Will Narendra Modi, Angela Merkel hit the right notes in Berlin to trump China’s growing clout?

Beyond pep talks, the make or break point of Narendra Modi’s ongoing European visit is whether the PM and his German counterpart, Chancellor Angela Merkel, manage to seal a formal deal to cement a fresh bilateral trade agreement. Currently India doesn’t have one with Europe after the old treaty came to a close in December 2015. Part of this was the termination of trade contract with Germany--a country with which India has trade worth $18.73 billion at this point compared to $23.5 billion in 2011-12. The declining trade and the slow paced negotiations on a fresh trade agreement for several years (since 2007) have been an area of discomfort in Indo-German relations. Germany, one of the top exporters to India and a major importer, has been pushing India on this issue. If PM Modi is able to seal the deal with Merkel at this point, it will be a major development in Indo-German relations and not only for economic reasons.

This will also mark a new chapter in international relations to check the dominance of US and the growing clout of China. The clue lies in Merkel’s recent public disapproval of Donald Trump’s US, which has distanced itself from rest of the world on trade and global climate pacts. "The era in which we could fully rely on others is over to some extent. That's what I experienced over the past several days," Merkel said an apparent reference to the US' reversal from the Paris climate pact.

Trump has also pulled out of the Trans-Pacific Partnership trade deal signing an executive order, giving room to China to occupy a dominant role, gain trade and economic dominance, in the region. To be sure, Germany isn’t averse to China, but not as an unconditional ally. Though it was part of the One Belt One Road (OBOR) summit initiative orchestrated by China and boycotted by India, Germany and other European countries have been openly reluctant to sign the deal (read report here ), citing concerns that the draft of the document is highly in favour of Chinese firms to hijack the OBOR projects and leaves no room for a fair chance for Europe to participate in the projects. This uneasiness, coupled with Germany’s open face off with US, presents a good opportunity for India to make its moves in the European region. A fresh trade agreement with Europe and closer ties on counter-terrorism and climate change will strengthen India’s strategic ties in the region and clout internationally.

German Chancellor Angela Merkel with Prime Minister Narendra Modi. PTI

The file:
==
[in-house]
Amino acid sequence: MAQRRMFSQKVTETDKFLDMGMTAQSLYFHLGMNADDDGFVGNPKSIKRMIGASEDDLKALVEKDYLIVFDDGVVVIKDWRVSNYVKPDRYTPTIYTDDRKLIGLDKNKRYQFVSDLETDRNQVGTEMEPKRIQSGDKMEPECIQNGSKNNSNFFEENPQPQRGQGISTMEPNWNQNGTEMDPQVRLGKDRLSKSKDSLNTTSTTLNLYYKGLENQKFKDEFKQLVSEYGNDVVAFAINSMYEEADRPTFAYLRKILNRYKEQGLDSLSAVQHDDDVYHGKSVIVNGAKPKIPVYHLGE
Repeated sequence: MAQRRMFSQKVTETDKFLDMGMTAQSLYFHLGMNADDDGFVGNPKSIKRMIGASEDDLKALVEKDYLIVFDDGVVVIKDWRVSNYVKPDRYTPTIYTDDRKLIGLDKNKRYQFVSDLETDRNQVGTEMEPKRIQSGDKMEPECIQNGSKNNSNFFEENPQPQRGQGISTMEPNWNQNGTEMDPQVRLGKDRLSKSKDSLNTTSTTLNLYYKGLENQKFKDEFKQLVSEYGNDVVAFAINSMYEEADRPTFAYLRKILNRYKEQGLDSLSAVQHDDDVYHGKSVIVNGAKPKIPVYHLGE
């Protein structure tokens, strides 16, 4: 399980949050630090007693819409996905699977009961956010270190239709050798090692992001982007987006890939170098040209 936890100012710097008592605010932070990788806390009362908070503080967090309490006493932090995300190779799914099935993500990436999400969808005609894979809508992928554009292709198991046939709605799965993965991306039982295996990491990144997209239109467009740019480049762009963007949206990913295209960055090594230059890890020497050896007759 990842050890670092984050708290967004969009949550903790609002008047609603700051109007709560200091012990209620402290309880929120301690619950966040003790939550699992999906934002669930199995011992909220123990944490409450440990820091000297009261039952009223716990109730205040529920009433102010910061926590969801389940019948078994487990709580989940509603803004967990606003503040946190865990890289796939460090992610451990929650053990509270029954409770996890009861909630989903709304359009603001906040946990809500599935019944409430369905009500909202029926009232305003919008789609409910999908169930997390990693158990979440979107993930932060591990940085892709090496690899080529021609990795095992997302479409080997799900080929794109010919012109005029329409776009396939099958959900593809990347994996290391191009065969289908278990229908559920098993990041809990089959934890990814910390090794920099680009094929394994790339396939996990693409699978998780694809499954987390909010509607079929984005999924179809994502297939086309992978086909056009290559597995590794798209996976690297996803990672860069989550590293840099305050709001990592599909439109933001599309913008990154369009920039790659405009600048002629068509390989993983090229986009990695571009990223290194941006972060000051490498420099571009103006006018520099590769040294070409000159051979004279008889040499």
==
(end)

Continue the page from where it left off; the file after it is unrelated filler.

German Chancellor Angela Merkel with Prime Minister Narendra Modi. PTI

PM Modi has already indicated some tangible outcome in trade pacts with Germany during this trip. “I am confident that this visit will open a new chapter in our bilateral cooperation with Germany and further deepen our Strategic Partnership,” Modi said in a statement before leaving the country for his four-nation tour. Whether this translates into a solid partnership is something one should wait and watch when Modi and Merkel jointly address a session of CEOs as part of inter-governmental consultations on Tuesday.

Modi said he and Merkel plan to "chart out a future roadmap of cooperation with focus on trade and investment, security and counter-terrorism, innovation and science and technology, skill development, urban infrastructure, railways and civil aviation, clean energy, development cooperation, health and alternative medicine". Germany is the seventh largest foreign direct investor (FDI) in India and the total FDI from April 2000 until December 2016 amounted to $9.54 billion. A total of 1,800 German companies are operating in India.

Emerging an alternative to China, though smaller in size, is critical for India to safeguard its interest in the region. China’s growing influence in Pakistan, with which India has fought four full-fledged wars since 1947, through the OBOR and China Pakistan Economic Corridor (CPEC), is a major concern for India (read an earlier piece here). India has made its stance clear when it boycotted the OBOR meet and stands isolated internationally in opposing the project. But the fact is that there is a general agreement for the OBOR from most countries, including many of India’s neighbors. This backing was evident from the opening ceremony that was attended by heads of 29 states, including Russian President Vladmir Putin. Also, delegations from over 100 countries were present in the ceremony. Most eastern countries are kicked by the prospects of the project and what it means for each one of them in the future in terms of investments. China alone has promised to fork out $124 billion for OBOR. In other words, this money will go to projects in different countries along the corridor as loans from China and will, in turn, boost trade and employment for them.

CPEC, which passes through Pakistan Occupied Kashmir (a geography India claims to be its part) is central to the OBOR project. The CPEC involves construction of roads, railways and power plants. It will directly link China to the Gwadar port on the southwestern coast of Balochistan in Pakistan on the shores of Arabian ocean, something Pakistan built with significant Chinese assistance. The OBOR envisages significant additional investments in CPEC.

To sum up, it is imperative for India at this stage to check China’s growing influence by gaining approval and trust of major global powers such as Germany and other major European countries. Europe’s face off with Trump’s US and the region’s apprehensions on OBOR's fine print offers a golden opportunity for India to strengthen its strategic ties with the region. Modi’s four-nation tour, particularly his meeting with Merkel, will be watched closely for this reason.


Updated Date: May 30, 2017 15:45 PM

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